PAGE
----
Meghan Davis named 2022 Mitchell Scholar

The MIT senior will pursue postgraduate studies in global health in Ireland.

MIT senior Meghan Davis has been named one of the 12 winners of the George J. Mitchell Scholarship’s Class of 2022. After graduating next spring with dual majors in biological engineering and urban planning, she will pursue a master’s in global health at Trinity College in Dublin.

Mitchell Scholars are selected on the basis of academic achievement, leadership, and dedication to public service. The scholarship is named in honor of U.S. Senator Mitchell’s contributions to the Northern Ireland peace process. This year, over 450 American students applied for the prestigious fellowship, which is sponsored by the U.S.-Ireland Alliance and funds a year of graduate studies in Ireland.

Davis, who is the third MIT student to receive this award, was born and raised in Greensboro, North Carolina, and moved to Prosper, Texas, in high school. Her goal is to become a physician-scientist.

An interdisciplinary researcher, Davis is committed to tackling health inequities faced by vulnerable and marginalized communities. Recently, she pursued a mixed-methods approach to understanding the cardiovascular disease disparities in urban Black women and interventions that can be implemented to reduce these disparities. In her current research on cardio-oncology, she is investigating the cellular mechanism of doxorubicin treatment in the laboratory of Professor Laurie Boyer in the Department of Biology. The social side of her research, conducted in the Department of Urban Studies and Planning, focuses on breast cancer in Black women and is being done in collaboration with local community health organizations centered on empowering Black women.

Davis is currently the senior director of BoSTEM Scholars Academy, a program that aims to bridge the racial and socioeconomic gap in STEM education through a five-week summer program for underrepresented Boston area high school students. Davis is also an educator and executive board member of PLEASURE: Peers Leading Education About Sexuality and Standing Up for Relationship Empowerment, an organization that acts to prevent gender-based violence on campus. She was honored earlier this year with the MIT Martin Luther King Jr. Leadership Award for service to the community. She also received MIT’s Bridge Builder award for her “strong commitment to and passion for diversity education and cultural celebration.”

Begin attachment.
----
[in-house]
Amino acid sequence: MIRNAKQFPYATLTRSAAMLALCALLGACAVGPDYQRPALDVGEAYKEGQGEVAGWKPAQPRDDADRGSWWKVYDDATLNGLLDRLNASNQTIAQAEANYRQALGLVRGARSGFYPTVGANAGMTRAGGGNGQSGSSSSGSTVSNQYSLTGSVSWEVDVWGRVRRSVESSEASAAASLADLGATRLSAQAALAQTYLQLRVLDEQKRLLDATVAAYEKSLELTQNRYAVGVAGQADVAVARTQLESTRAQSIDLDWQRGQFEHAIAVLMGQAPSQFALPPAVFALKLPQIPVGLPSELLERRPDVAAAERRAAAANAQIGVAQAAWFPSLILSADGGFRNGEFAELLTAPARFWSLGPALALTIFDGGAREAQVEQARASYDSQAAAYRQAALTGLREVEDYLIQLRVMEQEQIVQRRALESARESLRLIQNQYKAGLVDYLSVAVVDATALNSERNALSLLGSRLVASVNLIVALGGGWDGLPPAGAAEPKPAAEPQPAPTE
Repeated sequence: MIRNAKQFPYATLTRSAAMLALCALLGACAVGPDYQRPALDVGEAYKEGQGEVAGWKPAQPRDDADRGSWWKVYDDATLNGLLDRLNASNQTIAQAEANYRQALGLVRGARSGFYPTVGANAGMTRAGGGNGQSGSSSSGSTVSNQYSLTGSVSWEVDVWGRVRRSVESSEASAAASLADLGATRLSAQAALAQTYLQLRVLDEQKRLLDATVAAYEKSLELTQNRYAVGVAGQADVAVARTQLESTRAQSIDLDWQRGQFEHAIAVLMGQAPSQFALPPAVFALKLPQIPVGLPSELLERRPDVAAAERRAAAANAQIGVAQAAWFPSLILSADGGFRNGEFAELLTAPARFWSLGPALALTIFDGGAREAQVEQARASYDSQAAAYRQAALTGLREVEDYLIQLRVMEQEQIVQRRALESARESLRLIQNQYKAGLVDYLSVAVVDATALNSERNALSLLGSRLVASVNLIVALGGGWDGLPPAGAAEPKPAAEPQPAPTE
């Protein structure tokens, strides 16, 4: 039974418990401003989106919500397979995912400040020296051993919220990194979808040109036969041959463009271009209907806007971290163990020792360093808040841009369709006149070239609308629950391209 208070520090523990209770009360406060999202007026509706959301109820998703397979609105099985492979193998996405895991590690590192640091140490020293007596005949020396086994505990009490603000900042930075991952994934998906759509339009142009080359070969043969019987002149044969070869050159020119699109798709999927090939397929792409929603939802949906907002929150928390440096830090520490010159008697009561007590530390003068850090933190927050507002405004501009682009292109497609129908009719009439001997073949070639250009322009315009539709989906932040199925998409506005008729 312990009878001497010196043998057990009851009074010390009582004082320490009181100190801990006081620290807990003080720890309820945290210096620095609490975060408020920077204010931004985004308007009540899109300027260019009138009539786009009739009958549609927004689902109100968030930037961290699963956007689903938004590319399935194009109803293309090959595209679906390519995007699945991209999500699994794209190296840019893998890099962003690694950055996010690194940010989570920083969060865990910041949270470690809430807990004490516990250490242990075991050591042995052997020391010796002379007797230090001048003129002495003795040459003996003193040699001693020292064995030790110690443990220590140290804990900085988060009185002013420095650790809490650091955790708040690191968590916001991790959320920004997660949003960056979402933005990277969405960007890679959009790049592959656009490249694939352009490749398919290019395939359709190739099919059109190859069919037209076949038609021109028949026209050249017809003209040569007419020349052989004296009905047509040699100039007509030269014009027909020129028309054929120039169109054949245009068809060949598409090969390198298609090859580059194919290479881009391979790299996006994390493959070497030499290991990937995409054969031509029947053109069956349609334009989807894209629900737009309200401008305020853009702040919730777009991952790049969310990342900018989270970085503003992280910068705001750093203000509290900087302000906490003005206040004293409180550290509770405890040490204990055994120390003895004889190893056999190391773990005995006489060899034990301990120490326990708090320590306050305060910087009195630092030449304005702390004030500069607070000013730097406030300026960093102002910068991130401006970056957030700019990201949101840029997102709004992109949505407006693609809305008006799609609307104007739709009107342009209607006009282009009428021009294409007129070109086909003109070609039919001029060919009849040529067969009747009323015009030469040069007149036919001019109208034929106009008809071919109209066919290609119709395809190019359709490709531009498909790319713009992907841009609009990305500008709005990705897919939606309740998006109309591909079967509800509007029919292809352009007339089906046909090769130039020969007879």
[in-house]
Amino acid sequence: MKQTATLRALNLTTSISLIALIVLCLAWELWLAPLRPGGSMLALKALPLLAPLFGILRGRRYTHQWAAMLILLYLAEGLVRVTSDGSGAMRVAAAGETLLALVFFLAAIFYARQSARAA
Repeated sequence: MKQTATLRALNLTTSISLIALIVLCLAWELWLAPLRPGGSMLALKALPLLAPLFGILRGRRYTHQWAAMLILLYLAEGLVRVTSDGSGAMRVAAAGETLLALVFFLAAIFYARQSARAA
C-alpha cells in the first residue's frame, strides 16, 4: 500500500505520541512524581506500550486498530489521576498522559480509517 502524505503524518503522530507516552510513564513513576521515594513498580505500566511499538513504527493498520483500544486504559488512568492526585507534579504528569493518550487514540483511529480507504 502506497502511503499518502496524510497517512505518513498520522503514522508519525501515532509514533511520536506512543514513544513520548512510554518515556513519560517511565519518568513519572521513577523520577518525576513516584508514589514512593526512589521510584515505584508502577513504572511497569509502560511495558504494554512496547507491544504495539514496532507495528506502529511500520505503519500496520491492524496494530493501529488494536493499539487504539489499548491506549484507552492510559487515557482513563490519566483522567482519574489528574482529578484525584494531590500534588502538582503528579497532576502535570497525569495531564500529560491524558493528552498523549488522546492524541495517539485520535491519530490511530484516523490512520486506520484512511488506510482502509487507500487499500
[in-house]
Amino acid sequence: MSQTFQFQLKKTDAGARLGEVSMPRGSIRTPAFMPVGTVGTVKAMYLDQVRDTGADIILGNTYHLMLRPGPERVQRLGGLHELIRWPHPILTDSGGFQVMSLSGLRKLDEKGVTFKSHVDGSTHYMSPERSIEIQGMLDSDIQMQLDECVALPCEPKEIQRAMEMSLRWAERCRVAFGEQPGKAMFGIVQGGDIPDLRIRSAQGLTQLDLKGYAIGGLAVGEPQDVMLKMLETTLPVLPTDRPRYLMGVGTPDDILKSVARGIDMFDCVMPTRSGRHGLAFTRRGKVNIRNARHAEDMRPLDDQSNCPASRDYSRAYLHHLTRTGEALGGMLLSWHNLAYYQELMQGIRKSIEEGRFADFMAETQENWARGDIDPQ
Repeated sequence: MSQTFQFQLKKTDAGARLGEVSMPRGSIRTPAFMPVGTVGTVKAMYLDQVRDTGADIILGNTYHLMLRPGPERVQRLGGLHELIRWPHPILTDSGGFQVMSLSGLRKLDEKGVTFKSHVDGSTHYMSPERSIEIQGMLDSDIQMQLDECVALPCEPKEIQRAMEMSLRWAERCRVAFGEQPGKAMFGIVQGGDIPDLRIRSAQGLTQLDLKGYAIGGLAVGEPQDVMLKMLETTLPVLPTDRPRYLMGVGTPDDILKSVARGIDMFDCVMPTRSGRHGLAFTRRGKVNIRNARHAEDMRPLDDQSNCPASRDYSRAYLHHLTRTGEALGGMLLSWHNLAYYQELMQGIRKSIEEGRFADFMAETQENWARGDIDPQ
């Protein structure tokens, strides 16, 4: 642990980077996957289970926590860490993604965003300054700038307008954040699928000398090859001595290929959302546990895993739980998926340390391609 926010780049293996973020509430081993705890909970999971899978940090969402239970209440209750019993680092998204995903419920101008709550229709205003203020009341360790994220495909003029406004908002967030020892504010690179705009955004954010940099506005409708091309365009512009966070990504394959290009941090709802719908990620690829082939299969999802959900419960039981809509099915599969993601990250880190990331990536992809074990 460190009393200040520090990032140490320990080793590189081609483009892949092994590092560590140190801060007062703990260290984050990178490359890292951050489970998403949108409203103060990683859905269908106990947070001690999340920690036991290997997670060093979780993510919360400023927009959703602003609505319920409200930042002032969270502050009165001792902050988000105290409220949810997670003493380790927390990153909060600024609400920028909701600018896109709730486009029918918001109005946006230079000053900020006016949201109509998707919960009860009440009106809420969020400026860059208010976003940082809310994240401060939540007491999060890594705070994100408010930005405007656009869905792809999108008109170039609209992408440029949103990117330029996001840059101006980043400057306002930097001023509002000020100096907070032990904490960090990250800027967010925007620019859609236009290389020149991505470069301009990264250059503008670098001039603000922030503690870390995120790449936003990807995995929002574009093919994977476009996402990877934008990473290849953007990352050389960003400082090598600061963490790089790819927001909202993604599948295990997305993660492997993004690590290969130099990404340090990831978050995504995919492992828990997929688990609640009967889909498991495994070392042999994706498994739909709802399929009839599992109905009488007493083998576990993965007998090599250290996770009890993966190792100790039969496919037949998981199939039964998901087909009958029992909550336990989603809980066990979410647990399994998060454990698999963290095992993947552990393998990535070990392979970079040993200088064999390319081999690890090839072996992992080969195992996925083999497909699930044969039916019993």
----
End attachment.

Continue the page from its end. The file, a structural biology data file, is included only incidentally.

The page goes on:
Professor Boyer states, “Meghan exemplifies leadership in every sense of the word: service, commitment, sacrifice, and motivation. By bringing together her talent for research and passion for working on problems that have an impact on human health particularly relevant to underserved populations, I fully expect that Meghan will light the way for change in science and medicine. We have all benefited from having Meghan in the Boyer lab and we wish her the very best during her year as a Mitchell Scholar.”

“Meghan embodies so much of what we teach and what we practice in the Department of Urban Studies and Planning; specifically, the importance of asking the right questions, gathering knowledge, and working alongside our marginalized communities,” says Cherie Miot Abbanat, lecturer in international development. “What is so impressive about Meghan’s work is not just her intellect, her persistence, and her depth of questioning, but her passion to make a difference in the lives of Black women, and by extension all of our underrepresented communities. Meghan is dedicated to using science as her weapon to interrogate and root out injustices in our health care systems.”

Davis was supported in the application process by MIT’s Distinguished Fellowships team in Career Advising and Professional Development, and the Presidential Committee on Distinguished Fellowships. “We are proud that Meghan will be representing MIT on the Mitchell Scholarship,” says Kim Benard, assistant dean of distinguished fellowships. “Our entire committee was impressed with her dedication to serving others and examining racial inequities in health care. She has already done impressive work with BoSTEM as a mentor and teacher, as well as research funded by the Eloranta Fellowship to study cardiovascular disease risk in urban Black women. Her time in Ireland will provide her with further knowledge of public health, and we cannot wait to see what the future holds for her.”

 

Comments are closed.